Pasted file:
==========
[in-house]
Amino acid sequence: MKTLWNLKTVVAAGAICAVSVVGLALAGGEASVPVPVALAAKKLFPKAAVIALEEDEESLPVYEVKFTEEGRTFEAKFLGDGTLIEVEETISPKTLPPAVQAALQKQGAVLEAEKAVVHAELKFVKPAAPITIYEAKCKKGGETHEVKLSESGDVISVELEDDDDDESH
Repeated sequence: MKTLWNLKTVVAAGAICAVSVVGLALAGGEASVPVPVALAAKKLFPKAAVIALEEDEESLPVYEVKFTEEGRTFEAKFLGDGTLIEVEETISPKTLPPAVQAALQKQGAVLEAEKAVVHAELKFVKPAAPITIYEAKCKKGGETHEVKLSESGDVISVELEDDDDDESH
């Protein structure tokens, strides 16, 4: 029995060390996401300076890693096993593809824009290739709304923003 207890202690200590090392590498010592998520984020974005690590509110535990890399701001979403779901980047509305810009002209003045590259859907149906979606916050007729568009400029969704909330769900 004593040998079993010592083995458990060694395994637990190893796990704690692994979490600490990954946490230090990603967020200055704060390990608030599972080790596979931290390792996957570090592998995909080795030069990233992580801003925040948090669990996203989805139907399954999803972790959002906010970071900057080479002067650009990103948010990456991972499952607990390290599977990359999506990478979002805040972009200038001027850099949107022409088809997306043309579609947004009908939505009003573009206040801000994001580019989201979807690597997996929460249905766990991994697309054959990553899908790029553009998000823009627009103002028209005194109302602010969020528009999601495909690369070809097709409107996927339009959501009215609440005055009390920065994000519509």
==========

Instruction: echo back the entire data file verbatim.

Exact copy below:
[in-house]
Amino acid sequence: MKTLWNLKTVVAAGAICAVSVVGLALAGGEASVPVPVALAAKKLFPKAAVIALEEDEESLPVYEVKFTEEGRTFEAKFLGDGTLIEVEETISPKTLPPAVQAALQKQGAVLEAEKAVVHAELKFVKPAAPITIYEAKCKKGGETHEVKLSESGDVISVELEDDDDDESH
Repeated sequence: MKTLWNLKTVVAAGAICAVSVVGLALAGGEASVPVPVALAAKKLFPKAAVIALEEDEESLPVYEVKFTEEGRTFEAKFLGDGTLIEVEETISPKTLPPAVQAALQKQGAVLEAEKAVVHAELKFVKPAAPITIYEAKCKKGGETHEVKLSESGDVISVELEDDDDDESH
């Protein structure tokens, strides 16, 4: 029995060390996401300076890693096993593809824009290739709304923003 207890202690200590090392590498010592998520984020974005690590509110535990890399701001979403779901980047509305810009002209003045590259859907149906979606916050007729568009400029969704909330769900 004593040998079993010592083995458990060694395994637990190893796990704690692994979490600490990954946490230090990603967020200055704060390990608030599972080790596979931290390792996957570090592998995909080795030069990233992580801003925040948090669990996203989805139907399954999803972790959002906010970071900057080479002067650009990103948010990456991972499952607990390290599977990359999506990478979002805040972009200038001027850099949107022409088809997306043309579609947004009908939505009003573009206040801000994001580019989201979807690597997996929460249905766990991994697309054959990553899908790029553009998000823009627009103002028209005194109302602010969020528009999601495909690369070809097709409107996927339009959501009215609440005055009390920065994000519509």